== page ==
This is a bit tricky to solve, but for now we can just limit how many signals we emit. We could write our process to just call cv_signal() three times, and then stop forever. If there is a bug that only happens if we call cv_signal() four times, we wouldn’t find that bug, but we’ll just have to hope that that doesn’t happen. (famous last words) Speaking of the processes, how do we test a condition variable? The old “lock->cs->unlock” test doesn’t make sense any more. Let me start with the code:

variables work_to_do = 0; num_work_started = 0; work_done = 0; all_done = {} procedure add_work()
{ add_work_start: call lock_mutex(); generate_work: work_to_do := work_to_do + 1; num_work_started := num_work_started + 1; call unlock_mutex(); notify_worker: call cv_signal(); return;
}; procedure broadcast_all_done()
{ generator_all_done: call lock_mutex(); notify_all_done: all_done := all_done \union {self}; call unlock_mutex(); broadcast_all_done: call cv_broadcast(); return;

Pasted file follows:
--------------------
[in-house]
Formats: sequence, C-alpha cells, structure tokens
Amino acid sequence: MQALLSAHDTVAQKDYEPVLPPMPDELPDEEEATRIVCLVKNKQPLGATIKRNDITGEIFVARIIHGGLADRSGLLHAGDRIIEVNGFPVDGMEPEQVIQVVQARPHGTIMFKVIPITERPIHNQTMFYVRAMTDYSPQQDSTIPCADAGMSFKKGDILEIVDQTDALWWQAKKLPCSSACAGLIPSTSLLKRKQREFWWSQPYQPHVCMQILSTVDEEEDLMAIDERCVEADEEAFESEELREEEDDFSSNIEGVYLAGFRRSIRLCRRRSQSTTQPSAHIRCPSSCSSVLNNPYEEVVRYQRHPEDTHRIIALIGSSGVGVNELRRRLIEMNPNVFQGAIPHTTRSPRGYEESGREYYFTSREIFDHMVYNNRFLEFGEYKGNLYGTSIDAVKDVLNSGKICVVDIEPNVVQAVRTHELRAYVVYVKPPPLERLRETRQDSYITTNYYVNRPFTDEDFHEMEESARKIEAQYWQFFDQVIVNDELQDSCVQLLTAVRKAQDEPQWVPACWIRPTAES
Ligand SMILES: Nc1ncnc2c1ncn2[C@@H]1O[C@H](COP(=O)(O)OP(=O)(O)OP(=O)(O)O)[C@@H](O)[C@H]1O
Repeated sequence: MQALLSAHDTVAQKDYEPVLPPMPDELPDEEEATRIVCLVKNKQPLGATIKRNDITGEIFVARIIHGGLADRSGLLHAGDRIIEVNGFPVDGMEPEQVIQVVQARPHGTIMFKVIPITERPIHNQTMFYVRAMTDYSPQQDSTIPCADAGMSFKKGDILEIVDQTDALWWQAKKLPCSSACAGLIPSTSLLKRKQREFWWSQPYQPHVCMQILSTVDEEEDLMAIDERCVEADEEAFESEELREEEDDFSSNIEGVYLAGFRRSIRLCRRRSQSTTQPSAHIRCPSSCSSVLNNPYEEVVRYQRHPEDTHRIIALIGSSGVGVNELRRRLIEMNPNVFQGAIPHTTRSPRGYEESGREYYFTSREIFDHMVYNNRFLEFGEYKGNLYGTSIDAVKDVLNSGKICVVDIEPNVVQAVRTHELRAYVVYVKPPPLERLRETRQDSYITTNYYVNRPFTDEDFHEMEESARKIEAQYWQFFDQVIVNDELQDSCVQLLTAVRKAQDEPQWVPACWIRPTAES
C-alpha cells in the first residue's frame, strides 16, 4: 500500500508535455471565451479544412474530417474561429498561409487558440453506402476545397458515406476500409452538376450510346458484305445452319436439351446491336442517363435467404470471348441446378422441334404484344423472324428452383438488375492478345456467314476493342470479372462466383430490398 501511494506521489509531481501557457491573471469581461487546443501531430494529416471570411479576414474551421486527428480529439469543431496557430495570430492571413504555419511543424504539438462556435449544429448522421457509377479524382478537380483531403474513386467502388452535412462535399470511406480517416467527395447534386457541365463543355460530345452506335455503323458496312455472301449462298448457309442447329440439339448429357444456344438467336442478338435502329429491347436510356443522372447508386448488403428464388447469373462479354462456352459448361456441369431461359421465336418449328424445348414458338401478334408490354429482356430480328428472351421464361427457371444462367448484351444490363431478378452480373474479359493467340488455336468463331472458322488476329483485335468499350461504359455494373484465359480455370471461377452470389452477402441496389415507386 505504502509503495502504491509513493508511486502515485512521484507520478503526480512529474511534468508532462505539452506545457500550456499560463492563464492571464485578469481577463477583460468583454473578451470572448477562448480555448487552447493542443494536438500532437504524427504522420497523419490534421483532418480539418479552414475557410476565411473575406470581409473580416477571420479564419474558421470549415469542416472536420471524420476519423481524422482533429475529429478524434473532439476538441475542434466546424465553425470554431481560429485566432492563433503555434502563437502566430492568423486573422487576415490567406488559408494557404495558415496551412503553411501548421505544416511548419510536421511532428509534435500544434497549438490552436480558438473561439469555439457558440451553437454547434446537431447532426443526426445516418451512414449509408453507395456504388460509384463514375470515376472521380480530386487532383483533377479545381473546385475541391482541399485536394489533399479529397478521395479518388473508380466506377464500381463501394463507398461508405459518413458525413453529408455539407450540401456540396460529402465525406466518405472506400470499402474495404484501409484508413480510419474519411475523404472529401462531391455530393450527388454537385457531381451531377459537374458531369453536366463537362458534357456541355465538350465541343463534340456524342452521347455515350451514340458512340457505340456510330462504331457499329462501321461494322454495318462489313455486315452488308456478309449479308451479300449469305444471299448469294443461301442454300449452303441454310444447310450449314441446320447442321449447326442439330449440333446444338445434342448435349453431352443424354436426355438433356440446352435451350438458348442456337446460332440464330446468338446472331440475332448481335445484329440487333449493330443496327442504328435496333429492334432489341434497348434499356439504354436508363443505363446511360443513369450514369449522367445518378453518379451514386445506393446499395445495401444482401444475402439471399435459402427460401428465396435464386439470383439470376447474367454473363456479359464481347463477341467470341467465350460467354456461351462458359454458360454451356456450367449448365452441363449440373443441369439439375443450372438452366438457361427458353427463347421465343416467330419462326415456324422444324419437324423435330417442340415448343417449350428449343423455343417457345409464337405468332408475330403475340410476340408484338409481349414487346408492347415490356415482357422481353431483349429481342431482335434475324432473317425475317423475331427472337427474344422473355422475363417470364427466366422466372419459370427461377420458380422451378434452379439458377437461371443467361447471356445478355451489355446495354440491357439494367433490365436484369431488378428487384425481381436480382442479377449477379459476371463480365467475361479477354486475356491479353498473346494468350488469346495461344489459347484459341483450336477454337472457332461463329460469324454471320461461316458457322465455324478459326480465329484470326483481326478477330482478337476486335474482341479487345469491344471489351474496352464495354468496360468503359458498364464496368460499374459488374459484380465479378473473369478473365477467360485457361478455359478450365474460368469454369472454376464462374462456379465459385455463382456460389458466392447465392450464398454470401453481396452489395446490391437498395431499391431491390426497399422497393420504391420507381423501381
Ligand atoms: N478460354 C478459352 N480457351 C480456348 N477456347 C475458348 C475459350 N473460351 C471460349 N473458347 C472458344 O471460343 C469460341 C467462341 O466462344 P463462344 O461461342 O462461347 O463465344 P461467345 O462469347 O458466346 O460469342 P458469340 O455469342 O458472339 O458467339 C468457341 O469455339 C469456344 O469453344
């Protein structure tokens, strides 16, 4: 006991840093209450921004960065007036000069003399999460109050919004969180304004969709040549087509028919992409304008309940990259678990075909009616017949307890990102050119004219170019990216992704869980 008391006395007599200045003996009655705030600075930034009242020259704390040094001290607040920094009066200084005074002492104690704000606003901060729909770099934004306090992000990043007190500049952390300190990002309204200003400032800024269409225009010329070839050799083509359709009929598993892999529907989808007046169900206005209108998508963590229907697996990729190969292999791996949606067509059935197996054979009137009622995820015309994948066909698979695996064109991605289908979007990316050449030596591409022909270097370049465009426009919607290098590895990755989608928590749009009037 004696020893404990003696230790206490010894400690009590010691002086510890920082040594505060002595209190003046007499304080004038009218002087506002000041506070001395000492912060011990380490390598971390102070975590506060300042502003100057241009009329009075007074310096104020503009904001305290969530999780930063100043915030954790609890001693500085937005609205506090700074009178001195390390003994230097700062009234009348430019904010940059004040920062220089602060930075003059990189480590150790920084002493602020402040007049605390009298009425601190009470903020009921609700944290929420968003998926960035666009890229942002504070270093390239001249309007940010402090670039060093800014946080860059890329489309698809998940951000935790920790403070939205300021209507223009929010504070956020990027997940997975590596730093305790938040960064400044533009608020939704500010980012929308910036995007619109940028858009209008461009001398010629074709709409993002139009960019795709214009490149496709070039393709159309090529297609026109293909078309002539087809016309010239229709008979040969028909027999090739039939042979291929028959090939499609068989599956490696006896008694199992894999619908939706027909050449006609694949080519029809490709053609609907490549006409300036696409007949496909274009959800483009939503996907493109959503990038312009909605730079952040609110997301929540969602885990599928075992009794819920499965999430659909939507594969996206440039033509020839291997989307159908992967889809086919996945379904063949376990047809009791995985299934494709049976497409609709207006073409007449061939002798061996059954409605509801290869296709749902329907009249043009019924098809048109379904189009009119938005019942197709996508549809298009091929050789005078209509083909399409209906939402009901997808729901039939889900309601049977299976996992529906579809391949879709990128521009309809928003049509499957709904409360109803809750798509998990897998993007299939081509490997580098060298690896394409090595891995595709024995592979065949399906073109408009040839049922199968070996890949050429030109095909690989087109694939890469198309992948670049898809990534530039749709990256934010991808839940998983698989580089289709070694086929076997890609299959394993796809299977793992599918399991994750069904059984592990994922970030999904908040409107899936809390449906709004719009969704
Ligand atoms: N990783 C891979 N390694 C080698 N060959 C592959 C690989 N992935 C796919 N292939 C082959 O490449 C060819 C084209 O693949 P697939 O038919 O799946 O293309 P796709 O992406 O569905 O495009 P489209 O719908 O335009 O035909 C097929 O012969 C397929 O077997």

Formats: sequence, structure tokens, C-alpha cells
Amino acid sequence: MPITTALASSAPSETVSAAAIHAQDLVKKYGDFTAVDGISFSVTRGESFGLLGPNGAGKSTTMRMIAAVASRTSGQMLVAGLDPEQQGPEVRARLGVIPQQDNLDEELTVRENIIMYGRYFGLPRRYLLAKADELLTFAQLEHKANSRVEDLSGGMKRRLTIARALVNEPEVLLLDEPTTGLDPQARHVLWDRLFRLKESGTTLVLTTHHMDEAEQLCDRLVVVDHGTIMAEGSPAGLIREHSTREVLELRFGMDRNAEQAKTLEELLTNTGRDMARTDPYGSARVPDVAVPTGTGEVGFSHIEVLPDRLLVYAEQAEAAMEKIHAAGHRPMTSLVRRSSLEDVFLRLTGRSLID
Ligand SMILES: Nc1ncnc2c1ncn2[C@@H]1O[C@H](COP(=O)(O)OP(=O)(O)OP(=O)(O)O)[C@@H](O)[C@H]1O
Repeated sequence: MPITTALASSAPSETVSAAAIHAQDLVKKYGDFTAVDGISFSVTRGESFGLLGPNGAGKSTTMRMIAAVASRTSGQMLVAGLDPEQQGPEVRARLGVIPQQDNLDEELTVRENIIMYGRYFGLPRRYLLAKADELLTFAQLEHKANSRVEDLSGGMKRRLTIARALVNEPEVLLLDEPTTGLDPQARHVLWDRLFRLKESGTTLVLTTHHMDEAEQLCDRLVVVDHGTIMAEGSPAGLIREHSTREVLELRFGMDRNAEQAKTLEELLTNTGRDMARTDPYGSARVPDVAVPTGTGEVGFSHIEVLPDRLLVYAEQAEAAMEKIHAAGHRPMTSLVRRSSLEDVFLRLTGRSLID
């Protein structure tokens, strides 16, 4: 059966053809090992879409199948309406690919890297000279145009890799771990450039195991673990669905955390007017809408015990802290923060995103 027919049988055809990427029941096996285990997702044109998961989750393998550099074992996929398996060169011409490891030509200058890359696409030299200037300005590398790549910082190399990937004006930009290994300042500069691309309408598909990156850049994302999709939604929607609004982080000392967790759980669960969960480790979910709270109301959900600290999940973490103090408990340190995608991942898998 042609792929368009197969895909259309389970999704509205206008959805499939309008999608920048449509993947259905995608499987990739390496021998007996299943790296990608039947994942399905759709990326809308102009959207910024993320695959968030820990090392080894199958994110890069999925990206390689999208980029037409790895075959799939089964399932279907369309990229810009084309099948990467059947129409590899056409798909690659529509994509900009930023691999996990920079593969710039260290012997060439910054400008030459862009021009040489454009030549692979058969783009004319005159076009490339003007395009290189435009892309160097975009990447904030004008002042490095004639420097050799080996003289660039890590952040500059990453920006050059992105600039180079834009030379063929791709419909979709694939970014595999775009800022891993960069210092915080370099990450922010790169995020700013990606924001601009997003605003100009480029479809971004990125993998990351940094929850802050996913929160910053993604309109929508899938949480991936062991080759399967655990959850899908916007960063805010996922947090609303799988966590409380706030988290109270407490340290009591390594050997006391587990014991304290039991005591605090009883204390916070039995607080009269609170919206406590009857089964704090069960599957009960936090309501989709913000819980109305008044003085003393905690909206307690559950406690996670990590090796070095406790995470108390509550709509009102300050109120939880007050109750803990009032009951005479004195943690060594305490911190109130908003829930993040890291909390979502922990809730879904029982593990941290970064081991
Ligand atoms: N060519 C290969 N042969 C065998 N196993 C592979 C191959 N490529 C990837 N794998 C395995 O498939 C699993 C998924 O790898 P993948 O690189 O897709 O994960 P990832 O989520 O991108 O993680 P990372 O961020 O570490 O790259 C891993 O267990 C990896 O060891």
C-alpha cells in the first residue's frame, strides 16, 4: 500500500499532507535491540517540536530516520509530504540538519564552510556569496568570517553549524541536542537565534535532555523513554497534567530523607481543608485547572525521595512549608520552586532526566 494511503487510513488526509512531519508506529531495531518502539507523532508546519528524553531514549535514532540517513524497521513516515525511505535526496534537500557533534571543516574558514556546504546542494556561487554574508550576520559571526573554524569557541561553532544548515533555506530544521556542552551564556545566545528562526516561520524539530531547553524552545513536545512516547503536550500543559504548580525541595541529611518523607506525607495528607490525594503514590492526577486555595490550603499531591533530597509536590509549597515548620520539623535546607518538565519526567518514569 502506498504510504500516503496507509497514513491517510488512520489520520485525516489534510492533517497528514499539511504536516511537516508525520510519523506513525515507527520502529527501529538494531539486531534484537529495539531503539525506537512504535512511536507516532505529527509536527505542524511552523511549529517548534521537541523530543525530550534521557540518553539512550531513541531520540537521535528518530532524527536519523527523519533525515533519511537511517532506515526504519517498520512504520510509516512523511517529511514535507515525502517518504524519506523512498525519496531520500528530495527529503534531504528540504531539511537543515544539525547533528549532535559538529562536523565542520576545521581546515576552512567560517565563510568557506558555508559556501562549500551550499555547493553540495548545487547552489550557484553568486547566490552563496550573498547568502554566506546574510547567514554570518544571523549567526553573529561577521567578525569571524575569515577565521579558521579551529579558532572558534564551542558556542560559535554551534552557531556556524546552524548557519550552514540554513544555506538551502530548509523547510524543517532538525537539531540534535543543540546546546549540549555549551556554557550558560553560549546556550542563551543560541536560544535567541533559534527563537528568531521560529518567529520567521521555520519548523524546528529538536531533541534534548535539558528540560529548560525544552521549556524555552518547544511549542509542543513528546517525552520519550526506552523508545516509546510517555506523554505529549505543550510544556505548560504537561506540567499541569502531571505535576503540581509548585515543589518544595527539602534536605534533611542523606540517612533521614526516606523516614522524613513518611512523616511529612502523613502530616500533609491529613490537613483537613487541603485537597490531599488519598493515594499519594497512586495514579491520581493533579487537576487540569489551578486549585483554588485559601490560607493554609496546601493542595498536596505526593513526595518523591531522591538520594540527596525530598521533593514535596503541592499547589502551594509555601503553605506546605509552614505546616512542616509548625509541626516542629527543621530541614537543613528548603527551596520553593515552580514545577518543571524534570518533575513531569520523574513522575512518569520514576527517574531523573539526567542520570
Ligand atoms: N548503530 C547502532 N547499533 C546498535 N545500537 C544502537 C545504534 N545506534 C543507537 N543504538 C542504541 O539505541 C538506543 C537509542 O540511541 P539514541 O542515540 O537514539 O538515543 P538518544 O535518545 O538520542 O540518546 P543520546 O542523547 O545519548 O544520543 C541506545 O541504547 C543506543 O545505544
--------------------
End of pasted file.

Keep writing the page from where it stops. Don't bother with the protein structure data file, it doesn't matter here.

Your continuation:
}; fair process (GeneratorProc \in GeneratorProcs)
variable num_loops = MaxNumLoops;
{ generate_work_loop:- while (num_loops > 0) { num_loops := num_loops - 1; call add_work(); }; call broadcast_all_done();
} fair process (WorkerProc \in WorkerProcs)
{ work_loop: while (TRUE) { call lock_mutex(); wait_for_work: while (work_to_do = 0 /\ all_done /= GeneratorProcs) { call cv_wait(); }; take_work: if (work_to_do /= 0) { work_to_do := work_to_do - 1; call unlock_mutex(); } else { call unlock_mutex(); goto worker_done; }; do_work: work_done := work_done + 1; }; worker_done: skip;
}

Starting from the top, we have four new variables. The procedures “add_work” and “broadcast_all_done” follow the four steps that the waker has to do exactly: 1. Lock 2. modify condition 3. unlock 4. signal. I have two different pieces of logic to test both cv_signal and cv_broadcast.